Tahir Whitehead went from playing exclusively on special teams his first two years to being a full-time starting linebacker for the Lions in 2014.
But with some improved health in the linebacker corps, Whitehead’s starting gig is far from safe, so he’s approaching this offseason as he did his first two in the NFL.
“I just think I’m trying to be one of the guys to make the team,” he said. “Every year the goal is to make the 53-man roster, no matter what position you win.”
Sticking with the team is a fine goal, but a year after winning the strong-side linebacker job in training camp, Whitehead returns this year as an experienced defensive player as he tries to fend off 2014 second-round pick Kyle Van Noy for the position.
Last year, Whitehead — a fifth-round pick in 2012 — won the third linebacker job after Van Noy missed the first half of the season following core muscle surgery. In Week 3, middle linebacker Stephen Tulloch suffered a torn anterior cruciate ligament in his knee, and Whitehead shifted inside, where he had never played.
Whitehead finished the season with 86 tackles, five for loss and two interceptions. From the weak side, DeAndre Levy was the team’s dominant linebacker with 151 tackles, but Whitehead played a key role in the Lions having the top run defense and the No. 2 overall defense after playing zero defensive snaps his first two seasons.
“I think it was an unbelievable experience,” Lions defensive coordinator Teryl Austin said. “You can’t recreate game reps in practice, and by him having an opportunity to play as many snaps as he did — even though it wasn’t his primary, normal position — it helped him tremendously. He got in stressful game situations, he played well all year, he made calls, so I think that helped him immensely. He’ll be a better football player for us for it.”
After a handful of years with a perceived lack of depth, the Lions now have what appears to be a deep group of linebackers. Tulloch will return in the middle, and Levy is one of the top linebackers in the NFL. Whitehead proved he could handle a role on defense last year and said he’s a lot more comfortable in the scheme this year.
Van Noy, who was supposed to be a Day 1 starter, is healthy, and even if he doesn’t earn that role, he still has the skills to force his way into the game as a situational pass rusher, which he did during the second half of last year. Josh Bynes played significant snaps as Whitehead’s backup in the middle and can play outside. Brandon Copeland joined the Lions after impressing at the NFL’s inaugural veteran combine. And Julian Stanford and Travis Lewis have been reliable special teams players at times.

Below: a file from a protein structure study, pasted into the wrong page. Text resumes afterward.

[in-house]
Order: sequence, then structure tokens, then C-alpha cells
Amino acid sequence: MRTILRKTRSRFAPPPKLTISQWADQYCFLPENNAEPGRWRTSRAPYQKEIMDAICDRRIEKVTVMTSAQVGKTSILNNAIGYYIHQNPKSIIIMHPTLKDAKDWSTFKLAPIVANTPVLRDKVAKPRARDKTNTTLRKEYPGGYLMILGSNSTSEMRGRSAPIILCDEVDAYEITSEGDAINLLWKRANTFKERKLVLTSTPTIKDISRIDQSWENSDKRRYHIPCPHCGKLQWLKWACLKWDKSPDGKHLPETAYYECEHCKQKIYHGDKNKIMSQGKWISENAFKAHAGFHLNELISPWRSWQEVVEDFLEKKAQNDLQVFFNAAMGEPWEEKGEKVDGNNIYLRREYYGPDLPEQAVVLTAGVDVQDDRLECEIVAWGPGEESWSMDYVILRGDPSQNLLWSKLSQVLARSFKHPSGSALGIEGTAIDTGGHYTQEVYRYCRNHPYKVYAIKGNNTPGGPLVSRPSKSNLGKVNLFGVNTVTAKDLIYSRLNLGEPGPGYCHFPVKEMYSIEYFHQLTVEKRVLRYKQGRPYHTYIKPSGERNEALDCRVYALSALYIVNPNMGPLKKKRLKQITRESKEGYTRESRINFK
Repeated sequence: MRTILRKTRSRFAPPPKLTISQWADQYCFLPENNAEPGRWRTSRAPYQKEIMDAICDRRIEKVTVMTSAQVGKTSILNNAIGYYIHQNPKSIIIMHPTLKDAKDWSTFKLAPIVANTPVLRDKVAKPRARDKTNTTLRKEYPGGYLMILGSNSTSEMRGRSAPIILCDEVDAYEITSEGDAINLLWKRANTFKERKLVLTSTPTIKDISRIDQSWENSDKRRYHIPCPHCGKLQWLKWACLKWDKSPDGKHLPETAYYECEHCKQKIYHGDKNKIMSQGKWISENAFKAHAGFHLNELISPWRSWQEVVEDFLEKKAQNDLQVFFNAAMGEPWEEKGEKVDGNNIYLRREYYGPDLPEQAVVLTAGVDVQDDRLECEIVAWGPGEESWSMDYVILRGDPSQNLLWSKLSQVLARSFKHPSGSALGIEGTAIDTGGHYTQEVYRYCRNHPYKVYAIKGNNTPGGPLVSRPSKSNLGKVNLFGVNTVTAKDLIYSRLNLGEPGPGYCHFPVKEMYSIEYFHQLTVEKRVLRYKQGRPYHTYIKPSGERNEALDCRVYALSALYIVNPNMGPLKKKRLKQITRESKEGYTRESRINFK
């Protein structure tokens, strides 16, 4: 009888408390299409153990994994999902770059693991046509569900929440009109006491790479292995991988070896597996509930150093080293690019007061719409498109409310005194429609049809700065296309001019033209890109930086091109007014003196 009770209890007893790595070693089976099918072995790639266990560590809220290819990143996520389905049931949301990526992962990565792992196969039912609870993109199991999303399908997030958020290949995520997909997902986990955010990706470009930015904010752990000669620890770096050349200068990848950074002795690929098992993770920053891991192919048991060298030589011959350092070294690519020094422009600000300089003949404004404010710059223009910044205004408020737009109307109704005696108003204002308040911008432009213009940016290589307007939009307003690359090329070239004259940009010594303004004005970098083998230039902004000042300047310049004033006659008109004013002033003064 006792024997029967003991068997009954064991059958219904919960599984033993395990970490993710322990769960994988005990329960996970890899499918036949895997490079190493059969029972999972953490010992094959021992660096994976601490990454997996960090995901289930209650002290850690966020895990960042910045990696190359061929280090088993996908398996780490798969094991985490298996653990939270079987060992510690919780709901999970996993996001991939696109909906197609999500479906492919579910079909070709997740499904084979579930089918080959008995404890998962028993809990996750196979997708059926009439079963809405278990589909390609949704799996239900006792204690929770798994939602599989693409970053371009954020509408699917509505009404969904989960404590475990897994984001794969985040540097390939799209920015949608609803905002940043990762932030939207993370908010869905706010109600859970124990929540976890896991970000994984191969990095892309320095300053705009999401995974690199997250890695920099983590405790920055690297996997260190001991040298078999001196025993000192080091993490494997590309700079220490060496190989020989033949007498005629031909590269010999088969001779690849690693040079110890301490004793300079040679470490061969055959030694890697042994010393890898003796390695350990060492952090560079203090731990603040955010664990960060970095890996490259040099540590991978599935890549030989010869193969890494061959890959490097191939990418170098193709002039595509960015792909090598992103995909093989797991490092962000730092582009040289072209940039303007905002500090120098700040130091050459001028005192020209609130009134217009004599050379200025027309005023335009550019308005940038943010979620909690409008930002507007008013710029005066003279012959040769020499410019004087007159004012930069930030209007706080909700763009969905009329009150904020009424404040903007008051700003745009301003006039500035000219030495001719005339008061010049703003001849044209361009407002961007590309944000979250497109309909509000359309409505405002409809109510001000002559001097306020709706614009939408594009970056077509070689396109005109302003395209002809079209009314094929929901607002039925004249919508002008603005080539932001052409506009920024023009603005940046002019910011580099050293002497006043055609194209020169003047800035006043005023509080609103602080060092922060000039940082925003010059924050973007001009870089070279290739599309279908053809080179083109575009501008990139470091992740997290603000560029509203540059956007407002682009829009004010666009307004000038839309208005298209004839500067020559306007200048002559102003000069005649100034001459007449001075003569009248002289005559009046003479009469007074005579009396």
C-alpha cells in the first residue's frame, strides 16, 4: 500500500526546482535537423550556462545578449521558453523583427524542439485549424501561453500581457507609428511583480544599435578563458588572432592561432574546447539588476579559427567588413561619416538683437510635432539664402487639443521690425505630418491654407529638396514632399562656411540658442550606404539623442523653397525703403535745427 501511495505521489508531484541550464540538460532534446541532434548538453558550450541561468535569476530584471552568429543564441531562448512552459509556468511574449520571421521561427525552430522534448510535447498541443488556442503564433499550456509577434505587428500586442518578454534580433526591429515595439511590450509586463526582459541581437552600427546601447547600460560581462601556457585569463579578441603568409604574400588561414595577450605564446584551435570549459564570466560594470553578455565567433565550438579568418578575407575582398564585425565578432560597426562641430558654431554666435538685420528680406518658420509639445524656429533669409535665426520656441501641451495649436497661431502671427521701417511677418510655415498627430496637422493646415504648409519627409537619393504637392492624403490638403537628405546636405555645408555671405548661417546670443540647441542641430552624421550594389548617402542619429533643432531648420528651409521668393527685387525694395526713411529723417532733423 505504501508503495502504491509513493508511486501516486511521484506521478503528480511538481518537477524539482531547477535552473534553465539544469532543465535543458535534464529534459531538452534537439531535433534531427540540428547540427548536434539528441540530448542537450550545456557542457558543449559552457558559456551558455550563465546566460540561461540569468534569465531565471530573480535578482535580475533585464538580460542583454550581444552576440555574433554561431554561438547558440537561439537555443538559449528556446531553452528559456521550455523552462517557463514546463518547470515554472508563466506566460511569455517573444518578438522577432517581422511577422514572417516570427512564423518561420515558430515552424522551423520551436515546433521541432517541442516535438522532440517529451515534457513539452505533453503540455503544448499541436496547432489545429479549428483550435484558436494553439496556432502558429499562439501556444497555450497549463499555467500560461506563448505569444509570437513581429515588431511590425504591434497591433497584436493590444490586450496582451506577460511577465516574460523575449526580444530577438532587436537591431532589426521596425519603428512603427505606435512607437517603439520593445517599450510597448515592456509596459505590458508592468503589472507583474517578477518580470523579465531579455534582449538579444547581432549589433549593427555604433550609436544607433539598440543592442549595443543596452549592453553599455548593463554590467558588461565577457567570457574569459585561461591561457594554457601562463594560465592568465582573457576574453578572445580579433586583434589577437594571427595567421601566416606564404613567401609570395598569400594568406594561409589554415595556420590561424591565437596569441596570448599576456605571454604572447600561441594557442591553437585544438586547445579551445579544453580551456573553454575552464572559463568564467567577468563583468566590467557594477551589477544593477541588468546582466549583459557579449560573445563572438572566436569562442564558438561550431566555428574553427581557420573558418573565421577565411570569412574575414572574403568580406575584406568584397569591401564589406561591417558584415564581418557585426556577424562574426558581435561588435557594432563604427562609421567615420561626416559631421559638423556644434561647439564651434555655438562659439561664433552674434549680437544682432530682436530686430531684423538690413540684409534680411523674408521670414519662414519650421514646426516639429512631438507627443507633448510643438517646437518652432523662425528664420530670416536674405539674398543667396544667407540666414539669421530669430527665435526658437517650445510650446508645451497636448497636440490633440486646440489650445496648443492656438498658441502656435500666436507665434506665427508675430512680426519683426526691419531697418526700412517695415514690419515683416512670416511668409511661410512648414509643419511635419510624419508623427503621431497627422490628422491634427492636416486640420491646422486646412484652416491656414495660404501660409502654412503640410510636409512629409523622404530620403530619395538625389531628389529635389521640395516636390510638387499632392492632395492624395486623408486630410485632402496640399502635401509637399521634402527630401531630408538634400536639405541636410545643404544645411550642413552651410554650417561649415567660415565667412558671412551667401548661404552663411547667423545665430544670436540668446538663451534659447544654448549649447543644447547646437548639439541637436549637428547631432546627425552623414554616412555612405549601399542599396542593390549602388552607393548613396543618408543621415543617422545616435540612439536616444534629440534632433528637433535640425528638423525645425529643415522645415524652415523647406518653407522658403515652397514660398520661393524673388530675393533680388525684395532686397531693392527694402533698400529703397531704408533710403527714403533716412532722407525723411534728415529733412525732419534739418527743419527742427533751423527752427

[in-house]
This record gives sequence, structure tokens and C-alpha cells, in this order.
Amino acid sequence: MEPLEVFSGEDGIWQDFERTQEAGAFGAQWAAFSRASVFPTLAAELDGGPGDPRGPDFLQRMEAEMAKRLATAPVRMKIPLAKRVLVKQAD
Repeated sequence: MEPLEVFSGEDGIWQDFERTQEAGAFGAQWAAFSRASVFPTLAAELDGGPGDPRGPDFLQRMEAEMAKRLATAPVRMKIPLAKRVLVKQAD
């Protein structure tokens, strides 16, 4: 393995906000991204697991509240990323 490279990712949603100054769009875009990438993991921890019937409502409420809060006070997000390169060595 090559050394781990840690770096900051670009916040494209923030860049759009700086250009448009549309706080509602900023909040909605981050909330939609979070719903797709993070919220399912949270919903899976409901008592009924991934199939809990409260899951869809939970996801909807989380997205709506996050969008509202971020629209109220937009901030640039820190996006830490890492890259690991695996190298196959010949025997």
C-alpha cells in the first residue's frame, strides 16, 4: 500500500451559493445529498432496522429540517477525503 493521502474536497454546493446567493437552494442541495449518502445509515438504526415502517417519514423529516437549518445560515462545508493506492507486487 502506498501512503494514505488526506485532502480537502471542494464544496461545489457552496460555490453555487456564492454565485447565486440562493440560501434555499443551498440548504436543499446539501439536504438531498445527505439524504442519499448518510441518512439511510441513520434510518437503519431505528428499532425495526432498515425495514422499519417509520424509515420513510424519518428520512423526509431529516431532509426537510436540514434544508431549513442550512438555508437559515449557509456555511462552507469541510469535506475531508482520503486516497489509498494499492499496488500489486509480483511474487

Based on what the Lions want on the strong side, though, Whitehead and Van Noy seem like the most likely candidates to play alongside Tulloch and Levy.
“We want a guy that’s obviously strong against the run, going to be able to set the edge, going to be able to give us a little pass-rush ability if we decide to rush him — which we will,” Austin said.
During the portion of organized team activities open to the media Wednesday, Whitehead played plenty of special teams. No matter his role, he’ll likely do more in that phase this season. As a middle linebacker, it’s difficult to be a core special teams player, but if he plays on the strong side, Whitehead won’t play as many snaps because of how frequently the Lions use their nickel package.
With two forced fumbles in 2012 and 2013, Whitehead became a top special teams player earlier in his career. He said players have to be “low key crazy” to play in the third phase, but the angles and spacing did help him when he joined the defense.
This offseason, Whitehead said he’s hoping to prove he can react to the run quicker and match up on routes better. If he can, it’d be surprising not to seem him maintain a defensive role.
“We’re a competitive group,” he said of the linebackers. “We push each other, we demand a lot from each other, so the way I’m approaching is the same as I have in recent years. Just focus on getting better and trying to help my teammates as much as possible.”